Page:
The Commerce Department’s Bureau of Industry and Security (BIS) this week published in the Federal Register proposed penalty guidance for the settlement of administrative enforcement cases under the Export Administration Regulations (EAR).
In announcing the publication of the proposed guidance, Under Secretary of Commerce for Industry and Security Kenneth I. Juster stated: “Providing the public with greater transparency and predictability in how BIS approaches these issues will promote both effective enforcement and fair resolution of cases.”
The proposed guidance provides the public with a comprehensive description of how BIS determines what penalties are appropriate in the settlement of administrative enforcement cases. Because many such cases are resolved through settlements, the settlement process is integral to BIS’s export enforcement program.
The proposed guidance, which BIS developed with input from its Regulations and Procedures Technical Advisory Committee, identifies both general factors, such as the destination of the export and degree of willfulness involved in violations, and specific mitigating and aggravating factors that BIS typically takes into account in determining an appropriate penalty. It also describes factors usually considered in deciding whether to issue a warning letter, rather than bring an administrative enforcement case. The proposed guidance encourages parties to provide information to BIS that would be helpful in the application of the guidance to their cases. BIS will give serious consideration to such information.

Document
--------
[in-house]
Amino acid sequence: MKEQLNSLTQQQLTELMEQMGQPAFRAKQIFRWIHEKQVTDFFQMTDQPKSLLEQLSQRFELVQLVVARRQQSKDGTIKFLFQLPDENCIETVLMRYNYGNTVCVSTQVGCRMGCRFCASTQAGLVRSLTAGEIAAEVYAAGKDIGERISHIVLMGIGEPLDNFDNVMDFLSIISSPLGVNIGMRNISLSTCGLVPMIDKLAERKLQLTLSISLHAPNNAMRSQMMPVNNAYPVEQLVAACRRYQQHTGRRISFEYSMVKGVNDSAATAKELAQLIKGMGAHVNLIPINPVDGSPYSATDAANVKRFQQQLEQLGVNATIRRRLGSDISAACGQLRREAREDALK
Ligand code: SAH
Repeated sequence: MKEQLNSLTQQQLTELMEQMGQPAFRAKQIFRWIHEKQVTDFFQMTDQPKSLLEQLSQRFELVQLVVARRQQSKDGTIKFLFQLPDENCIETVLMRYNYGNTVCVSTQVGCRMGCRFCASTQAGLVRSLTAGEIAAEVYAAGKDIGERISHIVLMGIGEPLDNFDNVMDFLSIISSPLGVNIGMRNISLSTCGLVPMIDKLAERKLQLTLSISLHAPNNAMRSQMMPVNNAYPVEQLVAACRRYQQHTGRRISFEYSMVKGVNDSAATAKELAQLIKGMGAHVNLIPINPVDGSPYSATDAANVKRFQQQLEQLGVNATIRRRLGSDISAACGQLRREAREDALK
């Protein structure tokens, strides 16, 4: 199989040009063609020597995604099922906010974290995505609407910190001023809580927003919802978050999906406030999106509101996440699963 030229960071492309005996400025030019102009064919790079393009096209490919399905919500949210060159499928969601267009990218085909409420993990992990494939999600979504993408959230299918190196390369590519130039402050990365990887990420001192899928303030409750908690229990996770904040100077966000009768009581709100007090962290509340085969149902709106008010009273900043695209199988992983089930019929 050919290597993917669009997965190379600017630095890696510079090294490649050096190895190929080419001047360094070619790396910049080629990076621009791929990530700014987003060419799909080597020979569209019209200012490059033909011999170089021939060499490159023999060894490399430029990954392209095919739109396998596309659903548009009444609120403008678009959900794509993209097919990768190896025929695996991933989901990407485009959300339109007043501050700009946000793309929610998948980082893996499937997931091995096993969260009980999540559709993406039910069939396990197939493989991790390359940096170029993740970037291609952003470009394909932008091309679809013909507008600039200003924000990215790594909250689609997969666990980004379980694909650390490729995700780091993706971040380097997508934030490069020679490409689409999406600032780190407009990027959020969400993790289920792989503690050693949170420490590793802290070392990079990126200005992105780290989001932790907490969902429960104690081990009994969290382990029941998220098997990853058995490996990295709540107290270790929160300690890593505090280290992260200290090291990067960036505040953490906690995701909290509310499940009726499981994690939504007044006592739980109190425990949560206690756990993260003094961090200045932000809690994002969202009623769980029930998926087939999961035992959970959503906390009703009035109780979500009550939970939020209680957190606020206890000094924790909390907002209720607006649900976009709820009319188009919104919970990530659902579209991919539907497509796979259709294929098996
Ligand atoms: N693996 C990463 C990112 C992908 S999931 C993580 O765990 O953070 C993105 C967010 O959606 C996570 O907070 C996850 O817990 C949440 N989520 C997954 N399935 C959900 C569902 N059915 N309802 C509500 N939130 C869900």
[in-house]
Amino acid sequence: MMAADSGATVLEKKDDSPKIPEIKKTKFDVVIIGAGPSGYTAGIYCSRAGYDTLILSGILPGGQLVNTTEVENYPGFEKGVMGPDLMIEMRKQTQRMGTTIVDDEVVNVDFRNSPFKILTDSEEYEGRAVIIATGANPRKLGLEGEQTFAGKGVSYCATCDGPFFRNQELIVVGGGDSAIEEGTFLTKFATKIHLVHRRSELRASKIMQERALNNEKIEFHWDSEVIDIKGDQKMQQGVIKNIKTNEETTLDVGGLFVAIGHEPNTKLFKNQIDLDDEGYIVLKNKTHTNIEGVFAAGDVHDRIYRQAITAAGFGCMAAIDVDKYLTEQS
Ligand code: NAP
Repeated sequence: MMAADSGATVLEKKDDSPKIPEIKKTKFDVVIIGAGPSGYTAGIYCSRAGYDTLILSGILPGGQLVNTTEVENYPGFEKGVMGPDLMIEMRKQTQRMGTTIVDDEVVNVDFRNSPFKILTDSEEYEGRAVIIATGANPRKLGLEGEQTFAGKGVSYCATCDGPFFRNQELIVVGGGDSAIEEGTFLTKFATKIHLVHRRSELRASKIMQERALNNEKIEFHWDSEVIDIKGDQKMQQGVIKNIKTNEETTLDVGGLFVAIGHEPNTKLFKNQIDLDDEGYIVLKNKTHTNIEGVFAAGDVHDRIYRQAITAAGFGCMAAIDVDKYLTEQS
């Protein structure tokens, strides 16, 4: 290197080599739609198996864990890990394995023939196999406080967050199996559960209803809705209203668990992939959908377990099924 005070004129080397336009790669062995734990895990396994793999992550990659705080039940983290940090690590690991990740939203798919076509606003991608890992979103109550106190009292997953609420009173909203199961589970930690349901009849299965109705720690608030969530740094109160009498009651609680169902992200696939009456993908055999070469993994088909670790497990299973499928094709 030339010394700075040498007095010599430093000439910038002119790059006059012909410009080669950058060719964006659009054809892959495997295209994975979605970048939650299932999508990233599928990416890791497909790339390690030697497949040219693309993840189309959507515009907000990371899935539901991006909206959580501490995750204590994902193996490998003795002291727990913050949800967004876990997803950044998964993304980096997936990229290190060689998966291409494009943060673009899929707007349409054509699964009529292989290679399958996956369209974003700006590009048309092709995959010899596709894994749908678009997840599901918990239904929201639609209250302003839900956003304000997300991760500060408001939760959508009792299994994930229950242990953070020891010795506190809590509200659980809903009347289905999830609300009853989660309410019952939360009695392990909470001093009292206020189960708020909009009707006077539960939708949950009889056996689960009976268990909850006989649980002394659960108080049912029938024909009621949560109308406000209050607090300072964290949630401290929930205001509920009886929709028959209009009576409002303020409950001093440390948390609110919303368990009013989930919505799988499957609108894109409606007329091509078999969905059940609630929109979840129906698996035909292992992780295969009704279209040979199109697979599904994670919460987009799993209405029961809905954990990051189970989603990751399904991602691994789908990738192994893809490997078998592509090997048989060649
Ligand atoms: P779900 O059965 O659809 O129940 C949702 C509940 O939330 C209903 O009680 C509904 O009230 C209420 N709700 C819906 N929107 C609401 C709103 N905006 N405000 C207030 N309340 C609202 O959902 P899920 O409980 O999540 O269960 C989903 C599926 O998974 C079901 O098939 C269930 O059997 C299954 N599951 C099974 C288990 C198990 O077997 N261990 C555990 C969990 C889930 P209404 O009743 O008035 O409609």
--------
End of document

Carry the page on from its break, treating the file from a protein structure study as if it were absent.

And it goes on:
Under the proposed rule, voluntary self-disclosure of violations would be given “great weight” as a mitigating factor, and also would typically be considered in deciding whether violations should be addressed by a warning letter, rather than a penalty. Aggravating factors that would receive “great weight” include a deliberate effort to hide or conceal violations and a serious disregard for export compliance responsibilities.
In view of the importance of this subject matter, BIS published this guidance as a proposed rule, so that BIS can receive and consider public comments on these issues. BIS encourages all interested persons to submit such comments. The deadline for public comments is November 17, 2003. The proposed rule may be accessed on the BIS Web site.